The first person to post a comment on this blog was Kevin. That was in April, two months after I started this blog. It was a big deal for me. I jumped in celebration as though I’d scored a goal and poured myself a glass of wine. I was elated and thankful and out of my skin like a kid who didn’t care for the falling rain but enjoyed playing in it. I couldn’t take that comment for granted. It confirmed to me that the comment section was working. I read it and said, Thank you, Kevin.
More readers have gone on to interact with me in the comments section, on social media, via email, on WhatsApp, through phone calls and some who know me share their thoughts when we meet. Some people come here to quietly read, then go back and return when the next post is up. I appreciate you all.
Kevin and I met at Wisemen Pub in Nairobi. I imagine the three guys (they must’ve been three guys) who named that pub sat at the counter weeks before it opened and contemplated on what to call it. They brainstormed.
“Let’s call it the Wise Bar,” said the guy who wore a suit to the meeting.
“No, my friend. Let’s simply call it The Bar.”
“The Bar? That doesn’t make sense.”
“Of course it makes sense.”
“But there’s probably a bar out there called The Bar.”
They nodded in agreement.
“So why don’t we name it Pombe Pub then?” said the one with a balding head.
They laughed at him and drank to that. They didn’t buy the name. After hours of deliberation, the one whose wife had sent a text to find out where he was said, “Look guys, we are wise men here. Giving a pub a name shouldn’t be something that takes an entire night. Our role is to make sure that people who come here don’t get wasted. They should be wise, responsible, and should take care of themselves and their families. They should be wise men, like us.”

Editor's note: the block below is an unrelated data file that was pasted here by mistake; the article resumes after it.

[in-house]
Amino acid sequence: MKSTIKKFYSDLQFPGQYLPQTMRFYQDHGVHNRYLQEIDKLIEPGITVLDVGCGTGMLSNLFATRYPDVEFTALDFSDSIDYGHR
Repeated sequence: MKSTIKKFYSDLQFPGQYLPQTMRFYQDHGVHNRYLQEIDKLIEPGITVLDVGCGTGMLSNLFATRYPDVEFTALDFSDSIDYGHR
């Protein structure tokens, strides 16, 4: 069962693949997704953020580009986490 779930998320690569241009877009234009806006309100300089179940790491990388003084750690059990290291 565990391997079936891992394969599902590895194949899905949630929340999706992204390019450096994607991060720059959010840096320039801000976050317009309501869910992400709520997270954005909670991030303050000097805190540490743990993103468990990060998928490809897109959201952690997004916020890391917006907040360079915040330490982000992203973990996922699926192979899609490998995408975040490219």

And that’s how the name came to be.
Wisemen pub opens from 4:00pm to 11:00pm. It isn’t open to the general public because it’s at the KCB Leadership Centre. Kevin who is from Cote D’Ivore, myself and group of other colleagues from Uganda, Cote D’Ivore, Nigeria, Kenya, Angola, Rwanda, Botswana, Ghana and Zimbabwe sat around a table in that small and relatively quiet pub to get to know one another more, to discuss the differences and similarities of our countries. We talked about the diversity we have in Africa and the challenges of intercontinental travel for us. We spoke about our frustrations and the opportunities we see. And we stayed true to the name of the pub as we sipped away on Tusker, a brand of beer from Kenya.
In the five months of running this blog, I’ve seen my readership grow especially through this blogging challenge. It has grown from my close friends, family and workmates who’d read and send me WhatsApp texts to people I might never meet in person. I’m grateful to all of you.
Larry was the first person to subscribe to my blog. Whether he did it because he really wanted to or he did it because he was testing to find out if the subscribe function was working is something I haven’t yet found out. He’s got some utterly dark humour.
I called him up this morning. The start of our conversation went something like this.
“Yo’ Larry, what’s-up.”
“Tuaaaaps, what’s-up. I’m good.”
“I’m good too. I called to check on you, man. It’s been long.”
“Yeah. For all I know I could be dead right now. You know it’s been happening a lot lately.”
That cracked me up.
“Tuaps, I wish I could read your blogs. I see the notifications with some catchy titles but my eyes aren’t there yet.”
Larry underwent surgery on his eyes a few weeks ago. He’s recovering. I hope he gets his eyes back. Keep him in your prayers. Larry, when your eyes are back to full function mode, know that there was a tribe of readers of this blog who said a prayer for you and wished you a quick recovery.
To you my readers, I’m grateful. Thank you.